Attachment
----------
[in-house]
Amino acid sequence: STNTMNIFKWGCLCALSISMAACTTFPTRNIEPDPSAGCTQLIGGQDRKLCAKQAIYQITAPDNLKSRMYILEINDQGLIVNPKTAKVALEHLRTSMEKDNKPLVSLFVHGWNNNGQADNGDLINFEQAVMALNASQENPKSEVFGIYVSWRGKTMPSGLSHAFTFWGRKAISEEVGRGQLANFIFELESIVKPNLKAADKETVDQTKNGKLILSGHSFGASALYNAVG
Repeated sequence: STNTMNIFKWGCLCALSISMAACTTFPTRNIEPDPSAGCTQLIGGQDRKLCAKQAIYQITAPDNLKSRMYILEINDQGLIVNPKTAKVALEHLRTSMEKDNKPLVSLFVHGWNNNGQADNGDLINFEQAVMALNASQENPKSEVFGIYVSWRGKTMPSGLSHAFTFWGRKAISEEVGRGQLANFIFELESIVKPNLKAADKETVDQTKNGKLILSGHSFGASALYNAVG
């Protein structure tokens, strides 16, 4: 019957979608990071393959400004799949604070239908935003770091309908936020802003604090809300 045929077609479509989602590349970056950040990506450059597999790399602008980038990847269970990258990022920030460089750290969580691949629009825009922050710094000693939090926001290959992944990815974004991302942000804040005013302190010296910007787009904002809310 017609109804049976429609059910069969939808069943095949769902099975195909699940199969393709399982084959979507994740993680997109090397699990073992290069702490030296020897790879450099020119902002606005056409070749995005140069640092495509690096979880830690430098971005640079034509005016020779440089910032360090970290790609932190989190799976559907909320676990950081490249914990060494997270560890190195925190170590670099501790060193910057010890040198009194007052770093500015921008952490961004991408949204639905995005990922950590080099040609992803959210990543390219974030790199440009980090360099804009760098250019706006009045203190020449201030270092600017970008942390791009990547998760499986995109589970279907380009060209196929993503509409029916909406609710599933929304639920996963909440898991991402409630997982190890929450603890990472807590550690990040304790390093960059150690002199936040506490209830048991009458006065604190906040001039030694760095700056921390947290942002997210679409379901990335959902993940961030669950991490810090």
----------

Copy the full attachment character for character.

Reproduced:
[in-house]
Amino acid sequence: STNTMNIFKWGCLCALSISMAACTTFPTRNIEPDPSAGCTQLIGGQDRKLCAKQAIYQITAPDNLKSRMYILEINDQGLIVNPKTAKVALEHLRTSMEKDNKPLVSLFVHGWNNNGQADNGDLINFEQAVMALNASQENPKSEVFGIYVSWRGKTMPSGLSHAFTFWGRKAISEEVGRGQLANFIFELESIVKPNLKAADKETVDQTKNGKLILSGHSFGASALYNAVG
Repeated sequence: STNTMNIFKWGCLCALSISMAACTTFPTRNIEPDPSAGCTQLIGGQDRKLCAKQAIYQITAPDNLKSRMYILEINDQGLIVNPKTAKVALEHLRTSMEKDNKPLVSLFVHGWNNNGQADNGDLINFEQAVMALNASQENPKSEVFGIYVSWRGKTMPSGLSHAFTFWGRKAISEEVGRGQLANFIFELESIVKPNLKAADKETVDQTKNGKLILSGHSFGASALYNAVG
């Protein structure tokens, strides 16, 4: 019957979608990071393959400004799949604070239908935003770091309908936020802003604090809300 045929077609479509989602590349970056950040990506450059597999790399602008980038990847269970990258990022920030460089750290969580691949629009825009922050710094000693939090926001290959992944990815974004991302942000804040005013302190010296910007787009904002809310 017609109804049976429609059910069969939808069943095949769902099975195909699940199969393709399982084959979507994740993680997109090397699990073992290069702490030296020897790879450099020119902002606005056409070749995005140069640092495509690096979880830690430098971005640079034509005016020779440089910032360090970290790609932190989190799976559907909320676990950081490249914990060494997270560890190195925190170590670099501790060193910057010890040198009194007052770093500015921008952490961004991408949204639905995005990922950590080099040609992803959210990543390219974030790199440009980090360099804009760098250019706006009045203190020449201030270092600017970008942390791009990547998760499986995109589970279907380009060209196929993503509409029916909406609710599933929304639920996963909440898991991402409630997982190890929450603890990472807590550690990040304790390093960059150690002199936040506490209830048991009458006065604190906040001039030694760095700056921390947290942002997210679409379901990335959902993940961030669950991490810090």